The story behind
Axel Johannes Salto (1889-1961) was a Danish ceramicist of international fame. His works also include painting, graphic design and book illustrations, jewelry and textiles. As author and founder of the art magazine Klingen (1917-1919), Salto was another important contributor to the art debate in Denmark. He made his debut as a painter in 1911, while his career as a potter took off at the Paris Exhibition in 1925.
He became a student at Frederiksberg Latin and Real School in 1907 and was a student of Holger Grønvold at the Technical Society’s School from 1907. Salto studied at the Royal Danish Academy of Fine Arts from 1909 to 1914 under Peter Rostrup Bøyesen.
In 1916, Salto visited Paris, where he met Pablo Picasso and Henri Matisse. This meeting became a milestone for Salto’s artistic ambitions and his groundbreaking ideas.
In 1921, Salto founded the painting group De Fire, which in addition to himself consisted of Svend Johansen, Vilhelm Lundstrøm and Karl Larsen. The group lived much of the 1920s in Paris, where they worked together. The four artists first exhibited together at the turn of the year 1920/1921 and continued regularly until 1928. The group profiled itself as modern, young and progressive, and its exhibitions were shrouded in debate and controversy.
During the 1920s, his artistic focus shifted from painting to ceramics, and he made around 3,000 stoneware works from 1923 to 1950. A large part of them were made in Carl Halier’s ceramic workshop in Frederiksberg. Among Salto’s first works was the polychrome porcelain (Bing & Grondahl, 1923-25), which was presented in the Danish pavilion at the World’s Fair in 1925 (Exposition Internationale des Arts décoratifs et industriels modernes). This was followed by stoneware in collaboration with Carl Halier (1929-30) and Saxbo ceramics (1931-32). From the mid-1930s he worked mainly with the Royal Porcelain factory in Copenhagen.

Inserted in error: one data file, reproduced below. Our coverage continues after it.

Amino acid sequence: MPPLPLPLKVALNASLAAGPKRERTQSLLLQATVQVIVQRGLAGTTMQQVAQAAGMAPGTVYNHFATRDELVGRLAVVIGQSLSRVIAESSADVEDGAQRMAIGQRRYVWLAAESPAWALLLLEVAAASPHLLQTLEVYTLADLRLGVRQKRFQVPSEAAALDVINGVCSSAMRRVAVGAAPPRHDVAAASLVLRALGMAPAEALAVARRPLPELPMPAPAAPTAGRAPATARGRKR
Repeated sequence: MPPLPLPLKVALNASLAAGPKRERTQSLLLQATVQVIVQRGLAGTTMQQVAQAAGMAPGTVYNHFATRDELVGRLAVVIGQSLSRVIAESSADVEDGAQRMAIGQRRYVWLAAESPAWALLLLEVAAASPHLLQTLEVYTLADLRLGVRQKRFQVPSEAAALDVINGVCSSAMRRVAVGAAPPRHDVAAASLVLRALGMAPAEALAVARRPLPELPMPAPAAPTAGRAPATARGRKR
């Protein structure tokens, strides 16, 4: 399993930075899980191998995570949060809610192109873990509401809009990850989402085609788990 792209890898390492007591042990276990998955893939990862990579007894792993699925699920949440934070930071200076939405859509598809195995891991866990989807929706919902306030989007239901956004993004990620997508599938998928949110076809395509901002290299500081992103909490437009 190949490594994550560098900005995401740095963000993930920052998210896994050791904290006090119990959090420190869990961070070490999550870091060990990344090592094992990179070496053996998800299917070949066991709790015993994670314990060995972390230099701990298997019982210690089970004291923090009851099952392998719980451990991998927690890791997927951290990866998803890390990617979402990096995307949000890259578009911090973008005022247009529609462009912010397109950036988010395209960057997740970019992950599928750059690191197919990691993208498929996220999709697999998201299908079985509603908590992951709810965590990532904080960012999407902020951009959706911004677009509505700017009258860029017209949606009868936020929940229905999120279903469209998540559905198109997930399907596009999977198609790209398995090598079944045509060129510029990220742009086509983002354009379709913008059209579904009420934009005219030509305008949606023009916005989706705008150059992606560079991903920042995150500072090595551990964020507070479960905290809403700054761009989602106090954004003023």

Salto developed his ceramic stoneware works throughout his career and experimented with unusually rich glazes and organic shapes. He is mainly known for three styles characterized by ornamental simplification. 1) The fluted style, based on simple repetitive patterns. 2) The budding style, inspired by chestnuts and eucalyptus fruits. 3) The budding style, a reflection of naturally growing plants. Salto used Chinese and classical glazes such as solfatara and sung.
From 1951 to 1959, Salto led the renewal of Sonne’s frieze at Thorvaldsens Museum.
He was a member of Grønningen 1935-45 and received i.a. The Eckersberg Medal in 1938, the Prince Eugene Medal in 1959 and the Grand Prix at the Milan Triennial in 1951